Richmond expert speaks about the affects of high heels

Women who wear high heel shoes on a regular basis could suffer from health problems. 

Despite being taught that pain is beauty, women are at risk for permanent damage to their body if they don’t wear heels in moderation.

Affecting the knees, ankles, muscles and back, walking in heels can assist in bone and nerve damage when ankles are bent forward for movement.

Richmond physiotherapist, Mark Wilson, said that wearing heels can develop shortened ankle and calf tendons, making walking painful even in flats.

‘‘Wearing high-heels raises the heel causing the body to be pushed forward and shift the weight onto the balls of the feet which are delicate toe bones,’’ Mr Wilson said.

‘‘It will affect the lower back and posture because of the way the high-heels put the foot in an unnatural position. Over time, wearing heels could restrict circulation in the lower limbs and extra stress on knees could lead to osteoarthritis.’’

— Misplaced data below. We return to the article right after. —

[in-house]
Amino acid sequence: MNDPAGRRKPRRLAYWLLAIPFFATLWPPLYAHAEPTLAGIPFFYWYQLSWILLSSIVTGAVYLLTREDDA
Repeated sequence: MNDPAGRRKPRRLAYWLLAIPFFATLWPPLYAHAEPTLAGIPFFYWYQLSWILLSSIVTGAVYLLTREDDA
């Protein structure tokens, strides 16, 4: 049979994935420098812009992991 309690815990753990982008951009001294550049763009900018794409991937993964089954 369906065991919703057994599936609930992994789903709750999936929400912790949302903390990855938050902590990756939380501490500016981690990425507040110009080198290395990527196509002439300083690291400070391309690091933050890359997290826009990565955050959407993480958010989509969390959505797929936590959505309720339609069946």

Muscles which are designed to be flexible, such as the calf muscle, are often injuried from prolonged high heel wearing resulting in tight calf muscles. 

Podiatrist of City Feet Clinic, Kate McArthur-Jones, said that the although the high-fashion shoe options are often beautiful and on-trend, it’s important to stay educated on the hazards.

‘‘Women tend to find shoes that work with outfits, make their feet look smaller and often ignore the functional role of a shoe,” Mrs McArthur-Jones said.

The podiatrist said women don’t have to give up wearing them completley, they just need to ‘‘wear them in moderation.’’

How to minimise the harmful effects of heels?

- Wear shoes with low heels and a wide heel base or a slightly thicker heel. 

- Buy shoes which fit properly. 

- Wear heels on the days where there will be limited walking or standing.

- Alternate shoes, wear heels one day, wedges the next and flats to rest the feet.

- Take them off while driving or sitting at work.

Smartphone
Tablet - Narrow
Tablet - Wide
Desktop